Two additional sets of regulations governing Class III surgical devices are of particular importance to this case, so we describe them in some detail. The first requires, insofar as is relevant, that a manufacturer of a previously approved Class III surgical device “submit a PMA supplement for review and approval by FDA before making a change affecting the safety or effectiveness of the device․” 21 C.F.R. § 814.39(a). As with an application for initial PMA, the so-called “PMA supplement” must contain scientific information that provides a basis for approval of the modified device. See id. § 814.39(c). The regulation lists eight “types of changes” for which a PMA supplement must be filed “if [the changes] affect the safety or effectiveness of the device,” id. § 814.39(a), including the following: “[n]ew indications for use of the device,” id. § 814.39(a)(1); “[t]he use of a different facility or establishment to manufacture, process, or package the device,” id. § 814.39(a)(3); and “[c]hanges in the performance or design specifications, circuits, components, ingredients, principle of operation, or physical layout of the device,” id. § 814.39(a)(7). By operation of § 814.39(c) (“All procedures and actions that apply to [a PMA] application under § 814.20 also apply to PMA supplements ․”), the manufacturer also must “periodically update [a] pending [PMA] application with new safety and effectiveness information learned about the device from on-going or completed studies that may reasonably affect an evaluation of the safety or effectiveness of the device․” Id. § 814.20(e).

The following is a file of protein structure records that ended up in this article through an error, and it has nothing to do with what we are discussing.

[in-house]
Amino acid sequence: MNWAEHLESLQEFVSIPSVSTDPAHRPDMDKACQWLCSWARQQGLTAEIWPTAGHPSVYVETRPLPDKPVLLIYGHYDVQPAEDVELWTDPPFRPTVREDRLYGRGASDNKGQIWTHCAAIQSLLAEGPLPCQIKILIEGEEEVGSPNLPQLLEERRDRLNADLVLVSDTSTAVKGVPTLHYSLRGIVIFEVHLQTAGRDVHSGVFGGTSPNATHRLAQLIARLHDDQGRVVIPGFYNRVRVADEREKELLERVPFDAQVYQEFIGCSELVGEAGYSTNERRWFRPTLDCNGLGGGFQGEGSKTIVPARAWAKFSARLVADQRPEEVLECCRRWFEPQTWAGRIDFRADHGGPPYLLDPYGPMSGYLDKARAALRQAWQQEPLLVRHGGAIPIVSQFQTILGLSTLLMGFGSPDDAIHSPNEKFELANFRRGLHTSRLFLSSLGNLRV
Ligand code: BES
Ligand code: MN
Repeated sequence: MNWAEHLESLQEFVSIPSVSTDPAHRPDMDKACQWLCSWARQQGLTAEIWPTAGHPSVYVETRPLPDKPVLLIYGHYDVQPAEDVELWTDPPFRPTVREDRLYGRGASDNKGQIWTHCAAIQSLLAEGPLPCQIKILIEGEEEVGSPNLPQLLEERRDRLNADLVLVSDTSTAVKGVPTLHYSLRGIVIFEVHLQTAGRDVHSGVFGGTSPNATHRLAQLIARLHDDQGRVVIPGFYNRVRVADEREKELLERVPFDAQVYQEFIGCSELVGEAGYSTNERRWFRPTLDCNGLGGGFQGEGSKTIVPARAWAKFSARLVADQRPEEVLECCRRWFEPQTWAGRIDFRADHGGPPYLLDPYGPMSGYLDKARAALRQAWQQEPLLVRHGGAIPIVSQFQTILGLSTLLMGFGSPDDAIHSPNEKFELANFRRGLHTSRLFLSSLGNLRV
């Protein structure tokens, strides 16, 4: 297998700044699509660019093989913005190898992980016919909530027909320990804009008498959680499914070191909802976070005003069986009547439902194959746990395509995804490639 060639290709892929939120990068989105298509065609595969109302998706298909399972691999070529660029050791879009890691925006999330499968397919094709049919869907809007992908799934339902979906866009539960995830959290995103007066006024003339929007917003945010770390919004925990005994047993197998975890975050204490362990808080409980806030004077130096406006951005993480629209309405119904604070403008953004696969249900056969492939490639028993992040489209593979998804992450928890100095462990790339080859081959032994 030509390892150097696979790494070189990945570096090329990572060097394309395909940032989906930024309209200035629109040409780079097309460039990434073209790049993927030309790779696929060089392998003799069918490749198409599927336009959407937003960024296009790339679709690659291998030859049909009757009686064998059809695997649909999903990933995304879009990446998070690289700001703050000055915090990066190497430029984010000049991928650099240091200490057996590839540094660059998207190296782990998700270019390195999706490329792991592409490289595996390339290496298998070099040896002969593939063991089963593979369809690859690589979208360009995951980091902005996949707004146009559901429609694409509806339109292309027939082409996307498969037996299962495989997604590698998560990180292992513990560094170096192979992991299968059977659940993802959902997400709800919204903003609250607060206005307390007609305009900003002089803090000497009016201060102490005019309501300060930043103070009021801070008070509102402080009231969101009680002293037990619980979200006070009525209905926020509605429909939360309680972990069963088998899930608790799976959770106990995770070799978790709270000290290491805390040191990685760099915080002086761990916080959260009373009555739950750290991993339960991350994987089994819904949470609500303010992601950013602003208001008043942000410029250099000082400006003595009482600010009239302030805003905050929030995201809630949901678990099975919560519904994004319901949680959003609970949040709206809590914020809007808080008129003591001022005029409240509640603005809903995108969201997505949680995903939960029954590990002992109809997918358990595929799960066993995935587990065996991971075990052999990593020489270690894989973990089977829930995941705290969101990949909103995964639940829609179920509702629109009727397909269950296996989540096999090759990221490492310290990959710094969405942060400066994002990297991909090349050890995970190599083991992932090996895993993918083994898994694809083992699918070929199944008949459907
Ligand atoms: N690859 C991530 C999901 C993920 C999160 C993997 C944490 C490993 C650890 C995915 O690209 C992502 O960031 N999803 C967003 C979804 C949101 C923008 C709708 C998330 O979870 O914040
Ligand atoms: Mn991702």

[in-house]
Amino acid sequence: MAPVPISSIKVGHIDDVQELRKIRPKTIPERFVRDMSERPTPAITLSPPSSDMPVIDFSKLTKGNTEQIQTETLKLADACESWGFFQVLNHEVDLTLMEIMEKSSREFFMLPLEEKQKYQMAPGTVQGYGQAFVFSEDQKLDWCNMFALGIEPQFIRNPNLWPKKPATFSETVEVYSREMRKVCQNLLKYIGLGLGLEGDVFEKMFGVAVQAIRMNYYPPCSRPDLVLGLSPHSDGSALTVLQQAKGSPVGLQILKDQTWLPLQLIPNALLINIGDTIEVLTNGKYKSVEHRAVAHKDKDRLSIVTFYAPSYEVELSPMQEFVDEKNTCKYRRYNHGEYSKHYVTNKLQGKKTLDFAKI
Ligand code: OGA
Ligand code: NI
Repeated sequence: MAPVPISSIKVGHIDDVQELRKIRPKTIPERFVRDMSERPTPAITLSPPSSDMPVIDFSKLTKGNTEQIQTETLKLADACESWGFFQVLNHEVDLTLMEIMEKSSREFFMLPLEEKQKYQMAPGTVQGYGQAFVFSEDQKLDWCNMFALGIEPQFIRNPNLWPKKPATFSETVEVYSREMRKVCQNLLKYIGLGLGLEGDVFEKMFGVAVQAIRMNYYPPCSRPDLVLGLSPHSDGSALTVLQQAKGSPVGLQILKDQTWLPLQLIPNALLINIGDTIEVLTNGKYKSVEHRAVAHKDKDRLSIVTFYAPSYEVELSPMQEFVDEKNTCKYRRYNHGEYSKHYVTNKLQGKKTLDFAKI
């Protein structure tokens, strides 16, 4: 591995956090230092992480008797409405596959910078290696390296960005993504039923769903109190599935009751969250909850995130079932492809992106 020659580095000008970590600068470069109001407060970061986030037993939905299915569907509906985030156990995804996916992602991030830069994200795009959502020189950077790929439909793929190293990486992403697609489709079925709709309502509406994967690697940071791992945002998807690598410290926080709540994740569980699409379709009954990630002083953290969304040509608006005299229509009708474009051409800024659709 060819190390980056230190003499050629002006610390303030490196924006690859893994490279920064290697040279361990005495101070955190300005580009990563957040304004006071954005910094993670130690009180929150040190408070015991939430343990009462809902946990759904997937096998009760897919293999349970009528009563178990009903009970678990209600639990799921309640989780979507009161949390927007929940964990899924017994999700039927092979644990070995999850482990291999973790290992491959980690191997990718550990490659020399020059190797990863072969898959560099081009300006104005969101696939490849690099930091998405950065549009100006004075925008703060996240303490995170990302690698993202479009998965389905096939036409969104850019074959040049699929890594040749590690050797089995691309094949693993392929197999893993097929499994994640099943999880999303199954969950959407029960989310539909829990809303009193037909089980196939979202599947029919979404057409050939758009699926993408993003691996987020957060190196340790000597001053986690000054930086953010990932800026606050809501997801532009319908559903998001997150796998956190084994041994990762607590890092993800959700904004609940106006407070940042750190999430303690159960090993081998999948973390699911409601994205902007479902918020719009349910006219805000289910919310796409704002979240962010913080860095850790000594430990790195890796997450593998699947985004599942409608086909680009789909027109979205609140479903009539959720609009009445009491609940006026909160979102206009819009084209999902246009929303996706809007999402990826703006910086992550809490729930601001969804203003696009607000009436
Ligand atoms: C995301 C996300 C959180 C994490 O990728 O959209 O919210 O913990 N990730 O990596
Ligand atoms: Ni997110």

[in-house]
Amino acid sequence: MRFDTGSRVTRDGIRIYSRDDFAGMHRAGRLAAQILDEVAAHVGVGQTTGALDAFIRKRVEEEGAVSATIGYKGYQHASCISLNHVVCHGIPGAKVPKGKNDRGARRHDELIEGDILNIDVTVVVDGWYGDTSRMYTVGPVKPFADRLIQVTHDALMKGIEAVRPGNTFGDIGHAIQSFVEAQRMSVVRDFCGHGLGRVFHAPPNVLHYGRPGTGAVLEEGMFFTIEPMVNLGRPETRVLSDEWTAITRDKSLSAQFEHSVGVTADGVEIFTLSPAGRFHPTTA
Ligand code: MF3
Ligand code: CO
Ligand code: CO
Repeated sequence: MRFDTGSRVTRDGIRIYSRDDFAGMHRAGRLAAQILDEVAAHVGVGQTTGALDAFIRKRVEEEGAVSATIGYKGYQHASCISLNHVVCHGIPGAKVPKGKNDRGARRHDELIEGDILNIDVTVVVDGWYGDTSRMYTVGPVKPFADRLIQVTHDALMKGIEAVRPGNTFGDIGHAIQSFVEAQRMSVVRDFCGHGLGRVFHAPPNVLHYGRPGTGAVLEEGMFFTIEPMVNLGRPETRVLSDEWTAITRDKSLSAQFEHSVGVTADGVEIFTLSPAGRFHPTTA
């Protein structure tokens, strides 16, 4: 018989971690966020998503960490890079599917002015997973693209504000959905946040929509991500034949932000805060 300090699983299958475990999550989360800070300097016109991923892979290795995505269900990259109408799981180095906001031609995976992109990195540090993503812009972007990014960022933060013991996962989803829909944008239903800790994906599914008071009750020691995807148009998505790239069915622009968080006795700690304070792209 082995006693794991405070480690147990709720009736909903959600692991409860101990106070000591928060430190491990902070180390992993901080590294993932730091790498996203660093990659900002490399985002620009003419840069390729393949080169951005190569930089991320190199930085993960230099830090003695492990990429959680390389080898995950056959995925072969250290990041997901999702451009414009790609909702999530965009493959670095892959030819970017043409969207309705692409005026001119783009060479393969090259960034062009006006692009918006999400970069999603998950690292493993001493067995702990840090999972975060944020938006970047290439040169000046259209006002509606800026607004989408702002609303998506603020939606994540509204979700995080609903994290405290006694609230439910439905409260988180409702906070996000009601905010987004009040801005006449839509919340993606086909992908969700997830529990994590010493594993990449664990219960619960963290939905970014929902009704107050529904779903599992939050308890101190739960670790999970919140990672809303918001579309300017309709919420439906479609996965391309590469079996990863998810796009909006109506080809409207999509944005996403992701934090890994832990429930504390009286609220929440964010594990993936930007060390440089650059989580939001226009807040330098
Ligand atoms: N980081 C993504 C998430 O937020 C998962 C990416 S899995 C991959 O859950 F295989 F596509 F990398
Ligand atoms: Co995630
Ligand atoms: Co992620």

As implied by the regulations just quoted, a manufacturer need not submit a PMA supplement “if the change does not affect the device's safety and effectiveness ․, e.g., an editorial change in labeling which does not affect the safety or effectiveness of the device.” Id. § 814.39(b). But where the FDA has required periodic reports as a condition of approval of the device, the manufacturer must report any changes to the FDA “in [its] postapproval periodic reports․” Id. The PMAs of the heart catheters at issue in this case explicitly required postapproval reports documenting any and all changes to the catheters.
The second set of regulations underlying this prosecution arise from the background fact that, prior to submitting a PMA application or PMA supplement, the manufacturer of a new or modified Class III medical device may desire to test the device in humans. To do so lawfully, the manufacturer must apply to the FDA for an “investigational device exemption” (IDE). An IDE “permits a device that otherwise would be required ․ to have premarket approval to be shipped lawfully for the purpose of conducting investigations of that device.” 21 C.F.R. § 812.1(a). An IDE thus permits limited use of an unapproved device for the purpose of collecting human test data. See id. But the testing regulations themselves specify a number of situations in which an IDE is not a prerequisite to the investigational use of unapproved Class III medical devices in humans. See id. § 812.2(a), (c). Such “exempted investigations” include “consumer preference testing” and the “testing of a modification” to an approved Class III medical device, so long as “the testing is not for the purpose of determining [the unapproved device's] safety or effectiveness and does not put subjects at risk.” Id. § 812.2(c)(4).